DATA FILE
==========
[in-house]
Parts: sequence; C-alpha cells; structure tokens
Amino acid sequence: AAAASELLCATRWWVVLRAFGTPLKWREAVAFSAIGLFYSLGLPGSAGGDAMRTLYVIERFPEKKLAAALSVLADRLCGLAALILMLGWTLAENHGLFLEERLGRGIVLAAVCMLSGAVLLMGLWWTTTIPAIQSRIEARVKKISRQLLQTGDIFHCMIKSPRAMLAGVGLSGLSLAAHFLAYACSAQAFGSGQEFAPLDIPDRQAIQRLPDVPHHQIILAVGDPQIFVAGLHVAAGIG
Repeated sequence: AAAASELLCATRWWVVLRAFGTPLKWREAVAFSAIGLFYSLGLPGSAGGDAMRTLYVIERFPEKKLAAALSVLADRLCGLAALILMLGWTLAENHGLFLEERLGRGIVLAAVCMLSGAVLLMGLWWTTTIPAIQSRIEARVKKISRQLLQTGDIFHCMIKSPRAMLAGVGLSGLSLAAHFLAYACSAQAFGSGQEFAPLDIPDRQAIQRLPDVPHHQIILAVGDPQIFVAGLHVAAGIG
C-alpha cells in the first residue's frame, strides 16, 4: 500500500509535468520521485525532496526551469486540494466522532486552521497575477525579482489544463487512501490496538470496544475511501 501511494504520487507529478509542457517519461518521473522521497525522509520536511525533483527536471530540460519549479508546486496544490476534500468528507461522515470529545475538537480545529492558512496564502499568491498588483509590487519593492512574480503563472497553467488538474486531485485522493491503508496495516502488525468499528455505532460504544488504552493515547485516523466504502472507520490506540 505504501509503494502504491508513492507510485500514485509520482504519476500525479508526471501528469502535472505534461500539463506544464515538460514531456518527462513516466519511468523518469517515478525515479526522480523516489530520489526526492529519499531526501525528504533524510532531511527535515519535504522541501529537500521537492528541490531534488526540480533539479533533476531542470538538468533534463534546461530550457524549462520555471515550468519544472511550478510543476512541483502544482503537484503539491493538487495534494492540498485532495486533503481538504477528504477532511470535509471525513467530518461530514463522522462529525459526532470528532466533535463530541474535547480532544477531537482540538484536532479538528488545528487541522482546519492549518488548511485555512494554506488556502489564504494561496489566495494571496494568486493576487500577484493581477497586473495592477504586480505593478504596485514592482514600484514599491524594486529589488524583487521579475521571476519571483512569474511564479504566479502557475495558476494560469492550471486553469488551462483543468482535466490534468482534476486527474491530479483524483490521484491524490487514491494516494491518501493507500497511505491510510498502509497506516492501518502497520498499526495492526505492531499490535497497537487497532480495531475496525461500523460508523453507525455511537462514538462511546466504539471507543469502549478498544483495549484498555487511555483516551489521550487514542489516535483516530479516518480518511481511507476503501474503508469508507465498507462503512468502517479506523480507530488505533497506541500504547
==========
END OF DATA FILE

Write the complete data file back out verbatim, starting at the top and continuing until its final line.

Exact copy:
[in-house]
Parts: sequence; C-alpha cells; structure tokens
Amino acid sequence: AAAASELLCATRWWVVLRAFGTPLKWREAVAFSAIGLFYSLGLPGSAGGDAMRTLYVIERFPEKKLAAALSVLADRLCGLAALILMLGWTLAENHGLFLEERLGRGIVLAAVCMLSGAVLLMGLWWTTTIPAIQSRIEARVKKISRQLLQTGDIFHCMIKSPRAMLAGVGLSGLSLAAHFLAYACSAQAFGSGQEFAPLDIPDRQAIQRLPDVPHHQIILAVGDPQIFVAGLHVAAGIG
Repeated sequence: AAAASELLCATRWWVVLRAFGTPLKWREAVAFSAIGLFYSLGLPGSAGGDAMRTLYVIERFPEKKLAAALSVLADRLCGLAALILMLGWTLAENHGLFLEERLGRGIVLAAVCMLSGAVLLMGLWWTTTIPAIQSRIEARVKKISRQLLQTGDIFHCMIKSPRAMLAGVGLSGLSLAAHFLAYACSAQAFGSGQEFAPLDIPDRQAIQRLPDVPHHQIILAVGDPQIFVAGLHVAAGIG
C-alpha cells in the first residue's frame, strides 16, 4: 500500500509535468520521485525532496526551469486540494466522532486552521497575477525579482489544463487512501490496538470496544475511501 501511494504520487507529478509542457517519461518521473522521497525522509520536511525533483527536471530540460519549479508546486496544490476534500468528507461522515470529545475538537480545529492558512496564502499568491498588483509590487519593492512574480503563472497553467488538474486531485485522493491503508496495516502488525468499528455505532460504544488504552493515547485516523466504502472507520490506540 505504501509503494502504491508513492507510485500514485509520482504519476500525479508526471501528469502535472505534461500539463506544464515538460514531456518527462513516466519511468523518469517515478525515479526522480523516489530520489526526492529519499531526501525528504533524510532531511527535515519535504522541501529537500521537492528541490531534488526540480533539479533533476531542470538538468533534463534546461530550457524549462520555471515550468519544472511550478510543476512541483502544482503537484503539491493538487495534494492540498485532495486533503481538504477528504477532511470535509471525513467530518461530514463522522462529525459526532470528532466533535463530541474535547480532544477531537482540538484536532479538528488545528487541522482546519492549518488548511485555512494554506488556502489564504494561496489566495494571496494568486493576487500577484493581477497586473495592477504586480505593478504596485514592482514600484514599491524594486529589488524583487521579475521571476519571483512569474511564479504566479502557475495558476494560469492550471486553469488551462483543468482535466490534468482534476486527474491530479483524483490521484491524490487514491494516494491518501493507500497511505491510510498502509497506516492501518502497520498499526495492526505492531499490535497497537487497532480495531475496525461500523460508523453507525455511537462514538462511546466504539471507543469502549478498544483495549484498555487511555483516551489521550487514542489516535483516530479516518480518511481511507476503501474503508469508507465498507462503512468502517479506523480507530488505533497506541500504547